What is Globalization?

Suraj N. Kurapati

  1. References

    Although a form of social interaction (Held and McGrew, 2002:1) at heart, Globalization is a socio-economic phenomenon which increasingly integrates the world. Due to its breadth of control, it can cause a complex chain of effects: social or economic problems in one country can spread to others; thus entangling the world into a web of economic dependencies.

    Globalization is often perceived as Westernization or Americanization due to the imposition of Western culture upon the Global South as a result of American business expansion. Many fear that American culture will hinder local customs as “many of the most visible cultural expressions of globalization are American – Coca-Cola, McDonald’s, CNN” (Giddens, 2000:33). Furthermore, they identify that “global capitalism [is used] as a convenient cover for the internationalization of American business above all else” (Held and McGrew, 2002:42).

    Globalization “is associated with the deepening integration of separate national economies” (Held and McGrew, 2002:39). This leads to the effects of a socio-political event in one country to be felt in others. For example, a political upheaval in Russia can cause layoffs in the Brazilian auto industry, a recession in the United States can upset the Nikkei stock exchange, and an incident like the “East Asian crash of 1997-8” can result in an economic downturn in many countries (Held and McGrew, 2002:50).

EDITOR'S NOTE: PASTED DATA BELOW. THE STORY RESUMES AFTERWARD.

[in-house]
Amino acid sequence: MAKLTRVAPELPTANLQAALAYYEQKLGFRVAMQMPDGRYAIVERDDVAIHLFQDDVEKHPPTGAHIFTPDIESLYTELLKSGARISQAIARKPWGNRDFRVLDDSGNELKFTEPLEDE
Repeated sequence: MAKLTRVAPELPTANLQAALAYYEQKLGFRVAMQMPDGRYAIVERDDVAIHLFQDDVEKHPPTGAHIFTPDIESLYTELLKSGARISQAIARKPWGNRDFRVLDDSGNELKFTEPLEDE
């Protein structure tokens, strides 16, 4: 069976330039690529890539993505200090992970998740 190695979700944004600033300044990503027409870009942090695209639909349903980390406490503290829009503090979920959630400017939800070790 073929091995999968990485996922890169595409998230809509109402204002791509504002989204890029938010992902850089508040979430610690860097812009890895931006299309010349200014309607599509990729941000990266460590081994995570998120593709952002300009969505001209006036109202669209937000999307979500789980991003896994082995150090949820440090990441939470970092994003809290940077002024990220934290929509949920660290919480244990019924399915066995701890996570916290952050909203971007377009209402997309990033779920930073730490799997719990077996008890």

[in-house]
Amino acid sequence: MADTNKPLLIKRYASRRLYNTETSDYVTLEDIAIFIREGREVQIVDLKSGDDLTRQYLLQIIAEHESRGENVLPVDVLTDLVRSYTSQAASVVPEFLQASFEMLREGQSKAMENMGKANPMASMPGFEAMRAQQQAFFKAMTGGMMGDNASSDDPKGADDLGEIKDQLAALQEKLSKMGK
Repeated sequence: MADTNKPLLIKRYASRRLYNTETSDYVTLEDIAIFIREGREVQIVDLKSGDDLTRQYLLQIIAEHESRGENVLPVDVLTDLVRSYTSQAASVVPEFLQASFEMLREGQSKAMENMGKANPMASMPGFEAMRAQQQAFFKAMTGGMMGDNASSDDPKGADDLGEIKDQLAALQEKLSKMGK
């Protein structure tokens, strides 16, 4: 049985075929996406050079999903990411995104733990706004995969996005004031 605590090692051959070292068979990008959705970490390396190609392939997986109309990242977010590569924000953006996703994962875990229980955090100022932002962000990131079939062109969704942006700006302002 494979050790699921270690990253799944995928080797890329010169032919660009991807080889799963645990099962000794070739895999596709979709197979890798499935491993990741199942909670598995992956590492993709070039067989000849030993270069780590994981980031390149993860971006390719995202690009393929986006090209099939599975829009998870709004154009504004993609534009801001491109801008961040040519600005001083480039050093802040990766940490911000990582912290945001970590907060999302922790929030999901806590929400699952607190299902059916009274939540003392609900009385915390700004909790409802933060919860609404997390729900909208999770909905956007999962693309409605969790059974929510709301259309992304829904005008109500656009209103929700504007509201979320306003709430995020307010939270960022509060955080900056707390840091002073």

Globalization has caused an increase in global economic inequality and the survival rate in the world. A few countries are exempt from this observation: namely Japan, and South Korea have caught up economically with the industrialized West. These countries along with the Global North are extremely rich compared to the Global South, mainly because they are industrialized and can take advantage of Capitalism.

    Globalization has also decreased the gap of survival between rich and poor, by making medicines and health-care are relatively inexpensive as a result of business competition and innovation. For example, the impoverished Indian state of Kerala has one of the highest life expectancies “through public outlays for education, health and nutrition” (Sen, 1993:22) while Saudi Arabia, despite its wealth, has a lower life expectancy.

    Globalization has been criticized as a tool for expanding the markets of American business and spreading Western culture. It has combined together disjoint economies such that events in one nation affect others. Moreover it has increased economic inequality while increasing survival rate. Globalization has shaped the world into a more tightly integrated and complex socio-economic entity.


    1. Held, D & McGrew, A. Globalization/Anti-Globalization. Cambridge, Polity.

    2. Giddens, A. Runaway world: How globalization is reshaping our lives. New York, Routledge.

    3. Sen, A. 1993. The Economics of Life and Death. Scientific American, 40-47.